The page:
The county in southeast England borders East Sussex, Surrey and London. Via the Euro-Tunnel it is connected with France. Because of its location between London and the Continent, it was often affected by military conflicts, as in World War II. The east coast of Kent was referred to as “Hell Fire Corner”. This is where the White Cliffs of Dover are piling up, from which one can see France on a clear day.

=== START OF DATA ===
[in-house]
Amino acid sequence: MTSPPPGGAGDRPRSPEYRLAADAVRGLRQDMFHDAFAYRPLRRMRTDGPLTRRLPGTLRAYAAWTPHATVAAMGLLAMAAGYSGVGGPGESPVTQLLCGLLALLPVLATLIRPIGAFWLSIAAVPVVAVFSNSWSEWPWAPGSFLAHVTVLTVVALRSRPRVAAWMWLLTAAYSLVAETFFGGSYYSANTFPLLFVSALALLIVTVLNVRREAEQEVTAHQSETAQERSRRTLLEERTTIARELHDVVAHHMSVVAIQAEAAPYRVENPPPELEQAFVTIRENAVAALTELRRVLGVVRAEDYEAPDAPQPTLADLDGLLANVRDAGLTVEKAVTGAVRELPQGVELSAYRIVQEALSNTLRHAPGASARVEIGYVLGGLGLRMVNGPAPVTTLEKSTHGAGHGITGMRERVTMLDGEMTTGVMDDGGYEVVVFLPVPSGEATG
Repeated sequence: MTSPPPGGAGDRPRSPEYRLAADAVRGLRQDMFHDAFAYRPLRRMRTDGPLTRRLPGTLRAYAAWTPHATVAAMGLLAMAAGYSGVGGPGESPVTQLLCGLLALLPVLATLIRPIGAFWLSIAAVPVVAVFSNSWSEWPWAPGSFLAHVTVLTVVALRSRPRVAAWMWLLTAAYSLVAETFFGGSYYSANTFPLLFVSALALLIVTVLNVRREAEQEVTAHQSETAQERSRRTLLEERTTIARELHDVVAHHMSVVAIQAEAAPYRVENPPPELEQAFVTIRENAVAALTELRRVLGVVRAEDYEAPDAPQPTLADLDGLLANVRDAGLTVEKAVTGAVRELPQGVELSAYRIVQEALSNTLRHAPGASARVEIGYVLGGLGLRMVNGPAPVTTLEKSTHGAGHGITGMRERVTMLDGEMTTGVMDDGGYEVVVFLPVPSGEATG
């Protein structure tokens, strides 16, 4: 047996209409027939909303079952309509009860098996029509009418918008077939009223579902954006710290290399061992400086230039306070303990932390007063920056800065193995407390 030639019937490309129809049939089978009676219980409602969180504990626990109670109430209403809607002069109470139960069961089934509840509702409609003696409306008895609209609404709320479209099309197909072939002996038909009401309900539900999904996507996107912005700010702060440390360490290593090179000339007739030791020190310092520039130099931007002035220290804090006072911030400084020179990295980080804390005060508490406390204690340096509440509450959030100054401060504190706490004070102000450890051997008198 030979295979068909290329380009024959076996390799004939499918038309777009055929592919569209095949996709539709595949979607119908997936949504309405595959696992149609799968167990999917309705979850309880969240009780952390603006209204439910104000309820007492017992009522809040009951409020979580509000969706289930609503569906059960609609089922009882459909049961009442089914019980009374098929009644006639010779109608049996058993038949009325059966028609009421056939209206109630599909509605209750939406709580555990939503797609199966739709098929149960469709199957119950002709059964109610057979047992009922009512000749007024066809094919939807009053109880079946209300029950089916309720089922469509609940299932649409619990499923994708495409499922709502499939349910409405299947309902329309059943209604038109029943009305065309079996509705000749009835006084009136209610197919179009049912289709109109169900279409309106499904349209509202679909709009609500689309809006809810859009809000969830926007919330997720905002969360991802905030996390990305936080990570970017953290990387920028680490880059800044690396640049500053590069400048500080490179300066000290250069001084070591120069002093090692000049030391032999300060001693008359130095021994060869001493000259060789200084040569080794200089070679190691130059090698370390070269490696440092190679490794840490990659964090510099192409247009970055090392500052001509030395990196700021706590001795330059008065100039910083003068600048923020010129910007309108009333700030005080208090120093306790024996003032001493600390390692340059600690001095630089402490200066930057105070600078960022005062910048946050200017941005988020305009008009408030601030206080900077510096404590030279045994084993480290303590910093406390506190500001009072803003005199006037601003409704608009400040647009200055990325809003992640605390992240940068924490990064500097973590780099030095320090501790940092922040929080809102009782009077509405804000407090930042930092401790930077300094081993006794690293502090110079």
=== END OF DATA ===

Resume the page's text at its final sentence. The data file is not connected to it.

The most prominent feature of the city on the River Stour is the cathedral. The site marks the place where the Christianization of England began in the 6th century. The seat of the Archbishop of Canterbury has remained the center of the Church of England to this very day. The murder of Archbishop Thomas Becket by followers of King Henry in 1170 made Canterbury one of the most important pilgrimage sites in Europe, which in turn inspired Chaucer's “Canterbury Tales”.